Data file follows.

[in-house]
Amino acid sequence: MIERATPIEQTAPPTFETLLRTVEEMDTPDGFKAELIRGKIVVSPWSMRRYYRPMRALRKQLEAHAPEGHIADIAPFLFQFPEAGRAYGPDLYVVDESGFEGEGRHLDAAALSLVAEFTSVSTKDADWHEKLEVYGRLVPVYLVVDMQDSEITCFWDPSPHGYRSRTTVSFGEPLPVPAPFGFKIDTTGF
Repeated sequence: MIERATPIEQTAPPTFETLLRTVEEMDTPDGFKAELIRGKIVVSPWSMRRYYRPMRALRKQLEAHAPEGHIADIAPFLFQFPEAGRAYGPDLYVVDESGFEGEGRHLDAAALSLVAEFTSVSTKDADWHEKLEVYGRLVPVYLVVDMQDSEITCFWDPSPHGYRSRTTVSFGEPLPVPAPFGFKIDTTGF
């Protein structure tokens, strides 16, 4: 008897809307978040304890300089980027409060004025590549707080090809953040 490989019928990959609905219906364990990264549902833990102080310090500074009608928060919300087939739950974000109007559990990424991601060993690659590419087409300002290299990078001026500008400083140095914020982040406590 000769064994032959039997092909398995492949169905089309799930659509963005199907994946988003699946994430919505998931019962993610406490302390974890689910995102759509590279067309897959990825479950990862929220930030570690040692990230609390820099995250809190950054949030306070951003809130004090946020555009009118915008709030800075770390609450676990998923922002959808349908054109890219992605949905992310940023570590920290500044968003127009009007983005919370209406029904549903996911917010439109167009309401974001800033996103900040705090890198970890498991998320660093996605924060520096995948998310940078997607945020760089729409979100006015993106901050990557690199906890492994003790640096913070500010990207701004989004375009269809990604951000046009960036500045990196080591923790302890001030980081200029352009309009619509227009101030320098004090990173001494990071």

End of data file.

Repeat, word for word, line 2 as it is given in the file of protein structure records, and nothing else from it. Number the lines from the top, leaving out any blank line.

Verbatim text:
Amino acid sequence: MIERATPIEQTAPPTFETLLRTVEEMDTPDGFKAELIRGKIVVSPWSMRRYYRPMRALRKQLEAHAPEGHIADIAPFLFQFPEAGRAYGPDLYVVDESGFEGEGRHLDAAALSLVAEFTSVSTKDADWHEKLEVYGRLVPVYLVVDMQDSEITCFWDPSPHGYRSRTTVSFGEPLPVPAPFGFKIDTTGF